New director wants to be ‘bridge’ for LGBT youth
Judith Dumont says she’d be a lesbian if she could.
Given that she’s straight, though, Dumont chose the next best thing working in the gay community.
On Friday, Feb. 1, Dumont will become director of administration for Youth First Texas, the Dallas-based nonprofit serving LGBT youth.
"I feel like it’s a forgotten population, and I feel like it’s the most discriminated against population," said the 30-year-old Dumont, who’s been volunteering at Youth First since last April.
"I think the time is now to make sure from a human rights perspective that this community is not only respected but celebrated," she added. "I can be a bridge between communities."
Dumont, who recently earned her master’s degree from the University of North Texas, is clearly excited about her new job. And Youth First co-founder Bob Miskinis said he’s equally excited to have her.
Until now, Miskinis has been the 9-year-old agency’s only full-time employee. Last year, Youth First provided services to about 900 different youth, ages 14-22, on a budget of just $120,000, he said. Dumont’s position will be funded with the help of a 50 percent match from a donor who wishes to remain anonymous.
Miskinis said he typically works 60 to 70 hours a week and is on call 24 hours a day. Dumont will take over office duties like accounting, marketing and fundraising, allowing Miskinis to spend more of his time working directly with clients.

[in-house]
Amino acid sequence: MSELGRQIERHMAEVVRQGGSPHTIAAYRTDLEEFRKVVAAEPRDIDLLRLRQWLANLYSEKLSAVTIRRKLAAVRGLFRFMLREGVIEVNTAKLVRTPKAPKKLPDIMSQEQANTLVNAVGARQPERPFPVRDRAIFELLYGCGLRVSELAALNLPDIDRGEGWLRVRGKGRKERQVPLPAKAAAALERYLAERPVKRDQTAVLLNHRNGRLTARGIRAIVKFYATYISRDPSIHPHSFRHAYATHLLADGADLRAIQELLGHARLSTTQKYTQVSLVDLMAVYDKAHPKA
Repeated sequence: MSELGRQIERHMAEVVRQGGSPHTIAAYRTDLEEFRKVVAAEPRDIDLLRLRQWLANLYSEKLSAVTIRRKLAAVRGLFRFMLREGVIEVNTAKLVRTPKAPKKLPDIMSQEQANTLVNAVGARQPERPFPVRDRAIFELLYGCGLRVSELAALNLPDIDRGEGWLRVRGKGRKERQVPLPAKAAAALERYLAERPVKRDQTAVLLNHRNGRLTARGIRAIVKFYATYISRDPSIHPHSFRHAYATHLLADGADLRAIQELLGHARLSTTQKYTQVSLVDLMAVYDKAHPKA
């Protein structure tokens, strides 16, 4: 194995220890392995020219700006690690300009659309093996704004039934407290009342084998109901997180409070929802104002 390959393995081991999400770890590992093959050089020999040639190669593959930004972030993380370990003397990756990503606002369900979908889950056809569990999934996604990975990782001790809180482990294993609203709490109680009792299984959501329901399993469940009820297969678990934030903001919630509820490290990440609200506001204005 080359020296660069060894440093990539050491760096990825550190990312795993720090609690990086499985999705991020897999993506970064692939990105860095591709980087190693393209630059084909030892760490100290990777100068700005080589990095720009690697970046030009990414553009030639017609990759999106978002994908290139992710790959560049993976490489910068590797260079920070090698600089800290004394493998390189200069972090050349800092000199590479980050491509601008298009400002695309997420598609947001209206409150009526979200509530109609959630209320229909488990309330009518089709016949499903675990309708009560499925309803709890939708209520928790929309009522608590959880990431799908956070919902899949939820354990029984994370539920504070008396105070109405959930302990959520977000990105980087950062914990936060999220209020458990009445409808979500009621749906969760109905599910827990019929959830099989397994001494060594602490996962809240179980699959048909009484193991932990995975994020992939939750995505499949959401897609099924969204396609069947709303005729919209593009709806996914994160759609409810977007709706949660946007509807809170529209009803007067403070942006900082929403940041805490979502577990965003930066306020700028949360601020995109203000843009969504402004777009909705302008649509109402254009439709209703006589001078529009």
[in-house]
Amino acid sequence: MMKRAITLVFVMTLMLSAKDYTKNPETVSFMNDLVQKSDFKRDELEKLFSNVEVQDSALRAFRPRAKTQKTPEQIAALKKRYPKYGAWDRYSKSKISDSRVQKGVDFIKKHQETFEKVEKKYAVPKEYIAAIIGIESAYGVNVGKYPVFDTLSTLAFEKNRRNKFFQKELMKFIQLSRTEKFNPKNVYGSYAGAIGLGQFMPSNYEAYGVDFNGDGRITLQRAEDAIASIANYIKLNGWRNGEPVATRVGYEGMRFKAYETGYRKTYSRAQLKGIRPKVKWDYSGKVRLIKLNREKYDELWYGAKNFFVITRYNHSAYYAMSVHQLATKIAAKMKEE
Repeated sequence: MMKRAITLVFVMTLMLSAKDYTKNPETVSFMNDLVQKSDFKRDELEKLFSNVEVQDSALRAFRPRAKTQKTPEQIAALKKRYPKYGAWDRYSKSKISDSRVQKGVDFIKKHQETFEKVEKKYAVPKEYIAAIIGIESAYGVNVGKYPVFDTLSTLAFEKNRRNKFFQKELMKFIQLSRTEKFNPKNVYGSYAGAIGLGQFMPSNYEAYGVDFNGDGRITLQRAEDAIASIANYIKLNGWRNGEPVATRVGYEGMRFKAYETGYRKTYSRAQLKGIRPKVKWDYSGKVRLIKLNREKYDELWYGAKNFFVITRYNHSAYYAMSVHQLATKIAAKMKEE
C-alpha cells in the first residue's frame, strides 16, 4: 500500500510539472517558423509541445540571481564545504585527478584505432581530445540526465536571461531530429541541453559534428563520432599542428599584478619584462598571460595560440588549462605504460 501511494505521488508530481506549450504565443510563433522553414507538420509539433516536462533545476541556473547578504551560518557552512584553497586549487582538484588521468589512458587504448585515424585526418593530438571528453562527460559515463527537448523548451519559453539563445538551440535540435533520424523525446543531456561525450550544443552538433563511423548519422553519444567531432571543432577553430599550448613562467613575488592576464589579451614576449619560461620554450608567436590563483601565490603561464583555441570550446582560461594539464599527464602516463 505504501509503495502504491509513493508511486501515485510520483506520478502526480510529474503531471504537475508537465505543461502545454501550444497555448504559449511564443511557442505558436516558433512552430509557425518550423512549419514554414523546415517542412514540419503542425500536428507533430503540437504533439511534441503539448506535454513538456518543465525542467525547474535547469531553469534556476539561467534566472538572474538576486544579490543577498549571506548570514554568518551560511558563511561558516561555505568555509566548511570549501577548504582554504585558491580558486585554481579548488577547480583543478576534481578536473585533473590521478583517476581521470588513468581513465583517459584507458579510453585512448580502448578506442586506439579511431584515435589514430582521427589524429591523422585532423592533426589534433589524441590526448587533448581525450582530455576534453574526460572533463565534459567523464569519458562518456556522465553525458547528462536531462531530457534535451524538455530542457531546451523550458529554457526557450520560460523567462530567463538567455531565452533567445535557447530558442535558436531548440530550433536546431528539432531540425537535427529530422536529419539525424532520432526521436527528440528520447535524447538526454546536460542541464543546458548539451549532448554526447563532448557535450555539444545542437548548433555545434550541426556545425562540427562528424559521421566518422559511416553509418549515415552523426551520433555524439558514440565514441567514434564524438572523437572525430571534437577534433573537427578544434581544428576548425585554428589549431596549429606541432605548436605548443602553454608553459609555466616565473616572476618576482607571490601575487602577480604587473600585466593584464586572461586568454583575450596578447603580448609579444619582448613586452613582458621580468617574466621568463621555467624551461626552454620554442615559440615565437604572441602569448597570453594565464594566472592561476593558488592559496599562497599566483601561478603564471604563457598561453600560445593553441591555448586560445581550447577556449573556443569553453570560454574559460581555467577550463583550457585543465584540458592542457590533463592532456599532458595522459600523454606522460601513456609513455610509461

"We’re dealing with life and death situations a lot of times with these kids, so it’s not like you can leave at 5 o’clock and say my day is over," Miskinis said. "It’s really important to be able to be there for them whenever they need you."
Miskinis and fellow co-founder Bob Ivancic, a member of Youth First’s board of directors, said they hope Dumont’s arrival will allow the agency to launch two much-needed programs.
The first, offered in conjunction with the Dallas Independent School District, will give LGBT youth a chance to earn their GEDs in the computer lab at Youth First’s offices near Maple Avenue and Hudnall Street.
The GED program, expected to roll out this summer, will help address the fact that 28 percent of LGBT youth don’t finish high school.
The second program will identify local families that are willing to take in homeless youth ages 18 and up. Statistics show that LGBT youth, who often get kicked out or run away because their parents aren’t accepting, account for as much as 40 percent of the homeless population in their age groups.
Youth First currently provides social and educational activities five nights a week. Miskinis said the new programs would be in line with the agency’s mission of offering a comprehensive set of services.
"We envision it like a one-stop shop," Miskinis said.
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